Facebook to pay users in new `Bug Bounty` scheme
Expose the chinks in security network of Facebook and get rewarded for it too, says the social networking site.
New York: Expose the chinks in security network of Facebook and get rewarded for it too, says the social networking site, which has already paid USD 40,000(over
Rs 18 lakh) in the past three weeks to those who done it.
Facebook has launched its `bug bounty` programme a few
weeks ago, where it offered to pay for disclosure of security
bugs to the company.
"A couple of years ago, we decided to formalise a
`whitehat` programme to encourage these researchers to look
for bugs and report them to us ... A few weeks ago, we took
that programme to the next level -- we started paying rewards
to those who report bugs to us," Facebook Chief Security
Officer Joe Sullivan said on the official blog.
He added that the bug bounty programme was established as
an effort to recognise and reward "these individuals for their
good work and encourage others to join."
According to the company website, Facebook has more than
750 million active users globally. Its userbase in India stood
at 25 million at the end of April this year.
Facebook has met severe criticism globally on a range of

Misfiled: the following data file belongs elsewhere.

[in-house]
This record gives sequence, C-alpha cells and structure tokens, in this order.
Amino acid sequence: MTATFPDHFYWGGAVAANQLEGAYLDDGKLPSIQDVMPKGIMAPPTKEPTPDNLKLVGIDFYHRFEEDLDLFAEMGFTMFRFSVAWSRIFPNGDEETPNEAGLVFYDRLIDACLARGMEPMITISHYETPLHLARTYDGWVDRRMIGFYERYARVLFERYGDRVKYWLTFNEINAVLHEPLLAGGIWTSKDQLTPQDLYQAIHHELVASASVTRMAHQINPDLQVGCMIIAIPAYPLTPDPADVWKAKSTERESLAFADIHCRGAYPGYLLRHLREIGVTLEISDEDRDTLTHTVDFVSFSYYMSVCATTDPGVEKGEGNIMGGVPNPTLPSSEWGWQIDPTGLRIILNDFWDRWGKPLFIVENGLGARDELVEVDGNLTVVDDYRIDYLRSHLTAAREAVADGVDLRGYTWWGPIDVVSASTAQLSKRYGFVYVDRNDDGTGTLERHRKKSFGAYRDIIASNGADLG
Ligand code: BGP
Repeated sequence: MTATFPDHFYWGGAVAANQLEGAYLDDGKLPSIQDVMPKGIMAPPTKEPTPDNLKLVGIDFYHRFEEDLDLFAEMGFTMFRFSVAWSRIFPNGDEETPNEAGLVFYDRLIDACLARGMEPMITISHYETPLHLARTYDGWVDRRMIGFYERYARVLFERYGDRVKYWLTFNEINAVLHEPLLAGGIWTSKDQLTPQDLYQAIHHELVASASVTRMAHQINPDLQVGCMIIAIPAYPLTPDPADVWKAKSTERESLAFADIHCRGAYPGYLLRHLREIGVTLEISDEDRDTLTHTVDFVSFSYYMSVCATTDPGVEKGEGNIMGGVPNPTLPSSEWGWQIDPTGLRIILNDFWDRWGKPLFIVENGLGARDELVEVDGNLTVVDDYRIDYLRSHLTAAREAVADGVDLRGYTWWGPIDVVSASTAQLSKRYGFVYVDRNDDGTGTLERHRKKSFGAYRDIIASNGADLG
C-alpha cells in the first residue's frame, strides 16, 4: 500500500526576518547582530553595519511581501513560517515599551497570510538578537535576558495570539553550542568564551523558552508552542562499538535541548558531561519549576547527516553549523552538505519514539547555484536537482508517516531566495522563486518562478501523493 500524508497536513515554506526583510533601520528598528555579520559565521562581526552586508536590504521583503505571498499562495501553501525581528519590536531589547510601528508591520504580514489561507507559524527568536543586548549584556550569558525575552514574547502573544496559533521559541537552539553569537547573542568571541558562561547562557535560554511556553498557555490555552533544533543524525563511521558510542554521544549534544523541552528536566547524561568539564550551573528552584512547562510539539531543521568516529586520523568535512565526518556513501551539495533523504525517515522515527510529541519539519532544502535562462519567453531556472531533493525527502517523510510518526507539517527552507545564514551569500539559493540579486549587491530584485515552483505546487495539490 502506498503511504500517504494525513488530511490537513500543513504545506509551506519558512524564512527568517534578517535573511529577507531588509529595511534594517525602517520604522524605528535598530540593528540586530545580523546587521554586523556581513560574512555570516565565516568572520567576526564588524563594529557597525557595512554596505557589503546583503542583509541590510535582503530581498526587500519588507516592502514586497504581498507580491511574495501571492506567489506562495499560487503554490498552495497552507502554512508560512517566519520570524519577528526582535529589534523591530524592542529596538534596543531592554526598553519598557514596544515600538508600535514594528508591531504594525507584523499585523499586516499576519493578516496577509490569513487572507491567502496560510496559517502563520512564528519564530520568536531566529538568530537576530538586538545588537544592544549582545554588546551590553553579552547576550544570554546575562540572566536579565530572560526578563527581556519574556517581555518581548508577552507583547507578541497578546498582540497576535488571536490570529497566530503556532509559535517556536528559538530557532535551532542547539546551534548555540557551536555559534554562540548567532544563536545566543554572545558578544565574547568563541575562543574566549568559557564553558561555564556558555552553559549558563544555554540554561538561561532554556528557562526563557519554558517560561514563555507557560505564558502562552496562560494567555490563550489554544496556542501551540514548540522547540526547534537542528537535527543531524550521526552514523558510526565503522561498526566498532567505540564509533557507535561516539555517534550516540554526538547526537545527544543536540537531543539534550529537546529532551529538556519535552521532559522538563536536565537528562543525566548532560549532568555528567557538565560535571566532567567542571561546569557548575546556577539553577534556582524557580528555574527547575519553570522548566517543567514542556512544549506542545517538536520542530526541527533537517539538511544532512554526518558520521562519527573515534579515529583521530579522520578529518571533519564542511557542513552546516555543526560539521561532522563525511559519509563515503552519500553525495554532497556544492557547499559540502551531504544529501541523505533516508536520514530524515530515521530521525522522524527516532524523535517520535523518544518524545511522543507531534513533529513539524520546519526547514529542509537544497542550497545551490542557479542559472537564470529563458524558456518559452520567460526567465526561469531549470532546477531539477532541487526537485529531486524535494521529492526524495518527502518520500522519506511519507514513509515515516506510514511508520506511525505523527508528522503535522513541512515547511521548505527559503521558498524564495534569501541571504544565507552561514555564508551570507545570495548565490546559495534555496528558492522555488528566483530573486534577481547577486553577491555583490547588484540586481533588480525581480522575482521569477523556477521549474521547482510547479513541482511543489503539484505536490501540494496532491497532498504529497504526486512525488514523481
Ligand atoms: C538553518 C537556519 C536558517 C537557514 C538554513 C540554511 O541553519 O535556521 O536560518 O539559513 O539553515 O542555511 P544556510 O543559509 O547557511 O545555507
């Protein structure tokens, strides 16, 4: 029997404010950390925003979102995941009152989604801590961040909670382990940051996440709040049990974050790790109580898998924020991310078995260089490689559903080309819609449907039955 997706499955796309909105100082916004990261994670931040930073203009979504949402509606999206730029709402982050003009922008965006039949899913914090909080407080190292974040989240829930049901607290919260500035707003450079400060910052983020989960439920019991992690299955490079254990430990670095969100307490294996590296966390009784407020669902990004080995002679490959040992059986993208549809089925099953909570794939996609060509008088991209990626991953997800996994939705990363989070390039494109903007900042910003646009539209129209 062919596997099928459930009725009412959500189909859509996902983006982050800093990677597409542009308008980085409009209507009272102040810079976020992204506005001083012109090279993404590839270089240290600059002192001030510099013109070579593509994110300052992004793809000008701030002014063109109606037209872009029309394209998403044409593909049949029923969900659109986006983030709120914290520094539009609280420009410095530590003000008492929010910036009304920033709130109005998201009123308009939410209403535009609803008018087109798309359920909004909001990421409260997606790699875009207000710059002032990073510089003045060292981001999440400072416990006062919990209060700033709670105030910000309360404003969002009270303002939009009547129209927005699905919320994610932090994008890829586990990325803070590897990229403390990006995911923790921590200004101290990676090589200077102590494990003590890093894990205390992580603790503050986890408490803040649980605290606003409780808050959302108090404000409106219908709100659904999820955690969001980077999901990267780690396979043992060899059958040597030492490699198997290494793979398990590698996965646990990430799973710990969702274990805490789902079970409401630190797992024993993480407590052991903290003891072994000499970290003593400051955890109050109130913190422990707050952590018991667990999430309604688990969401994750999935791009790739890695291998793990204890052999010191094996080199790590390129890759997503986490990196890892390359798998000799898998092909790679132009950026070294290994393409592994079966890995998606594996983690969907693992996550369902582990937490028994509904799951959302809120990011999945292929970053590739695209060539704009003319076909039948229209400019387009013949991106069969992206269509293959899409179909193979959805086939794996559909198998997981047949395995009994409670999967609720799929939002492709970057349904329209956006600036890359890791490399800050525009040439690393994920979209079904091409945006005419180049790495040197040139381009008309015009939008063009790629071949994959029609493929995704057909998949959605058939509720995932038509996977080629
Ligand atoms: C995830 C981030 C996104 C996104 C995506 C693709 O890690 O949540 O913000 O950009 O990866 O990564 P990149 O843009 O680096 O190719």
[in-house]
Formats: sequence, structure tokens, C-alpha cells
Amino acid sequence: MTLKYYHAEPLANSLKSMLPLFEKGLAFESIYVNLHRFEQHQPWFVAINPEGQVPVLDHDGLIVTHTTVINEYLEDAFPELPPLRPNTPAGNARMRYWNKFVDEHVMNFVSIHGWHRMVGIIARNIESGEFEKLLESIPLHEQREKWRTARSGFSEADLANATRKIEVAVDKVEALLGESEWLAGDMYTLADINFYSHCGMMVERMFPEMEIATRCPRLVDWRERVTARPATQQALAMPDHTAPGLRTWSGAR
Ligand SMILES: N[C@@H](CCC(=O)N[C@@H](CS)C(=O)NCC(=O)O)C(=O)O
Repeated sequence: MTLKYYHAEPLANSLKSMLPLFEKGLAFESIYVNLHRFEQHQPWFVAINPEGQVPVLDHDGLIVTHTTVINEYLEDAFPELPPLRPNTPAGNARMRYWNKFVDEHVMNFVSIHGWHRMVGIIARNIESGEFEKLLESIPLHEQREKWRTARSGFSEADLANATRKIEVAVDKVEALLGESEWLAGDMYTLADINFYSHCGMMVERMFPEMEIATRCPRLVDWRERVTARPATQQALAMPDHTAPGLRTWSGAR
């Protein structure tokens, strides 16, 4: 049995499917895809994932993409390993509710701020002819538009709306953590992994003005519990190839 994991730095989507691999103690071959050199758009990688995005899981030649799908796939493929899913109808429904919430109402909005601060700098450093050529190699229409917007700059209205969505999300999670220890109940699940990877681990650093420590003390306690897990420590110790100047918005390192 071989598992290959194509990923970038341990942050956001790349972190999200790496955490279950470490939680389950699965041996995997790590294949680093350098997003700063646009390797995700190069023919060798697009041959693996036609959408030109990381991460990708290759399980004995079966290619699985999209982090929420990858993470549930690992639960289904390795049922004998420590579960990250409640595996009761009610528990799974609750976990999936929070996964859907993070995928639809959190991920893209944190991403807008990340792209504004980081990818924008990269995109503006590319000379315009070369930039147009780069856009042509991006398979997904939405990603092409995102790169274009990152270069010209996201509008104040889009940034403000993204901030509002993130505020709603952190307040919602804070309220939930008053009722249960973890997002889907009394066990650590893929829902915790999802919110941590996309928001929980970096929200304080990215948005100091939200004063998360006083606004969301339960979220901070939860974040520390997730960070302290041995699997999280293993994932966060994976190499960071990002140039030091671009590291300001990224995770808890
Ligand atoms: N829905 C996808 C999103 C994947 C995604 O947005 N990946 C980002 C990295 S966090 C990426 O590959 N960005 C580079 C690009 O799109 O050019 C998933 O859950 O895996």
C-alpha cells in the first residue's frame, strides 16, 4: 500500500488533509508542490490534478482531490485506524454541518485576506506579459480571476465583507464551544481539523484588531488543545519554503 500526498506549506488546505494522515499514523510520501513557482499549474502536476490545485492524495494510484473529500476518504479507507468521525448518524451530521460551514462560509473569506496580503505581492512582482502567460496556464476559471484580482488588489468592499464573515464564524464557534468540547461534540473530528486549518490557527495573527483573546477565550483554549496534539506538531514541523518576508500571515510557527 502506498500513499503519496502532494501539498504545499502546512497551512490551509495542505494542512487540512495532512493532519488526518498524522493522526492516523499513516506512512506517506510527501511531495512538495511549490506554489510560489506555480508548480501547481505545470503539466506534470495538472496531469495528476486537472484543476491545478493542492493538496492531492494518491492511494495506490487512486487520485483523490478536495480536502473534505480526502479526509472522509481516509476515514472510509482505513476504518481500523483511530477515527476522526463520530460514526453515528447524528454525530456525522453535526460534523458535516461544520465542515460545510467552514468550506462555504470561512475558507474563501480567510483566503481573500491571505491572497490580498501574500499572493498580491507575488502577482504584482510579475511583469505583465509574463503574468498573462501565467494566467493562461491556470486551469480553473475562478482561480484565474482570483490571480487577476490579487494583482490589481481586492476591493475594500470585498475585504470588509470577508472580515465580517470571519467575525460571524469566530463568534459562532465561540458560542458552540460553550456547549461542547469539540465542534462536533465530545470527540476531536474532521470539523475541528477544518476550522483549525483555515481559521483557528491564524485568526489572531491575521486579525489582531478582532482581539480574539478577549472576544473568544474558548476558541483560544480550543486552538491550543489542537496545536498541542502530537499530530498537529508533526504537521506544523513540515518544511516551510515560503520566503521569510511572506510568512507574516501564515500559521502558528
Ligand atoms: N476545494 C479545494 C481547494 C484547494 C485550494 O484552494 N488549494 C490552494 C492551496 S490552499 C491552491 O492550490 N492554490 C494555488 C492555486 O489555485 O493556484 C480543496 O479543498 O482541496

issues, including online privacy, child safety, and security
It has been working to tackle the situation, introducing
new security features to counter the attacks on the website.
"The programme has already paid out more than USD 40,000
in only three weeks and one person has already received more
than USD 7,000 for six different issues flagged," Sullivan
The programme has made the site more secure -- by
surfacing issues large and small, introducing Facebook to
novel attack vectors, and helping it improve lots of corners
in its code, he added.
About forty eight people have successfully identified
problems and have been acknowledged on Facebook`s "whitehat"
Facebook pays about USD 500 for reporting such issues and
increases the reward for specific bugs, the blog said.
The company has also assured that even if the methods
used to intrude into Facebook systems are not legal, they
would not face any legal action.
"If you give us a reasonable time to respond to your
report before making any information public and make a good
faith effort to avoid privacy violations, destruction of data
and interruption or degradation of our service during your
research, we will not bring any lawsuit against you or ask law
enforcement to investigate you," the blog said.